Cathay Pacific announced plans to progressively increase capacity between Hong Kong and Taipei to cope with increasing demand (China News, 02-Jun-2010). The carrier plans to increase frequencies between Taipei and Hong Kong from 80 to 87 per week from 11-Jun-2010 and to 94 per week from 01-Jul-2010.
Cathay Pacific to increase Hong Kong-Taipei frequency
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Air Canada’s 1Q2017 margin pressure and lower ROIC targets trigger market trepidation
Canada’s largest airline, Air Canada, is working through a multi year effort to grow its international footprint and cut costs. The company’s strategy has entailed higher than average capacity growth compared with its North American global network airline peers. Its long haul push has resulted in growing stage lengths and yield pressure; but Air Canada’s EBITDAR margin, the preferred metric in which the company measures its performance, has remained well within its established targets.
The company’s capacity should continue to expand in the double digit range during 2017 as it adds more Boeing 787 widebody jets and plans additional new route introductions. Its stage length should continue to grow in 2017, which means yields will remain under pressure. Air Canada’s capacity growth should moderate in 2018 as several initiatives it has undertaken during the last few years reach maturity.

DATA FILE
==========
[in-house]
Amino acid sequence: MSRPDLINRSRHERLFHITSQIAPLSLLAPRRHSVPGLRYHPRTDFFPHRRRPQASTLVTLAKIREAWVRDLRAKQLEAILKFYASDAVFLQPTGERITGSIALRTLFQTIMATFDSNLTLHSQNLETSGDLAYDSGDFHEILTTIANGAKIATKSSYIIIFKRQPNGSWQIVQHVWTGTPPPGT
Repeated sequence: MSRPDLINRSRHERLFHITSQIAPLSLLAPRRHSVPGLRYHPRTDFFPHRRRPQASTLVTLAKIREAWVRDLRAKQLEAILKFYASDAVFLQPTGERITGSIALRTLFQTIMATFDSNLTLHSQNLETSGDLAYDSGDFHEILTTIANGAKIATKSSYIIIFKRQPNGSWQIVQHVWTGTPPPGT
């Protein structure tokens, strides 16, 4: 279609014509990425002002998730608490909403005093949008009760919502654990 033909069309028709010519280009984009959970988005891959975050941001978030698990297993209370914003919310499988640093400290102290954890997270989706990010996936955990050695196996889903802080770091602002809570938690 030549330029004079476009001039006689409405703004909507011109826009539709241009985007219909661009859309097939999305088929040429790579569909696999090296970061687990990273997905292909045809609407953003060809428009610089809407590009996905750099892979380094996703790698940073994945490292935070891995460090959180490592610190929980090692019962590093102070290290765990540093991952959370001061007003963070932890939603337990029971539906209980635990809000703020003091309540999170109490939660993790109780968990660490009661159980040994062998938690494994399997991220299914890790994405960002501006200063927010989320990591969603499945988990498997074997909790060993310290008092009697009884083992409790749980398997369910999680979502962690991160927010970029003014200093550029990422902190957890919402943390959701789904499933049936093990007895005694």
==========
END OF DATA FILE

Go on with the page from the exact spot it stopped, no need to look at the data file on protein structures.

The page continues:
Air Canada has been reasonably successful in growing its valuation during its large scale capacity growth, but a downward revision in ROIC targets and warnings of lower EBITDAR margins for 1Q2017 are triggering some pressure on its stock price. For now, markets are not quite reassured by Air Canada’s pledges that it will still meet its stated annual EBITDAR margins in 2017.
Air Canada continues its strategy of higher capacity growth to fuel rapid international growth
Air Canada’s yield and passenger unit revenues during 3Q2016 remained broadly in line with those of the previous quarter, which is a different outcome from the results posted by many of its North American peers. However its top line revenues grew nearly 11%, and its costs fell at a lower rate than those of many other North American airlines.
The airline’s yields and passenger unit revenues began falling earlier than those of most other airlines based in North America, and Air Canada’s recurring explanation is that lower yields and unit revenues are an expected byproduct of changes in its business model – the creation of its low cost unit rouge, a higher mix of lower-yielding leisure travellers, and longer average stage lengths. As yields and unit revenues continue to decline, Air Canada continues to deliver on its own established financial goals for EBITDAR, ROIC and leverage ratios.
Air Canada’s focus has been on international expansion during the past few years, and that trend will continue for the foreseeable future. In 2017 the airline is expecting nine Boeing 787s scheduled for delivery and its capacity is likely to mirror 2016’s double-digit growth – given that the company will accept delivery of nine new widebodies this year. The bulk of its growth will again be directed to international routes as several new long haul markets are scheduled to come online in 2017.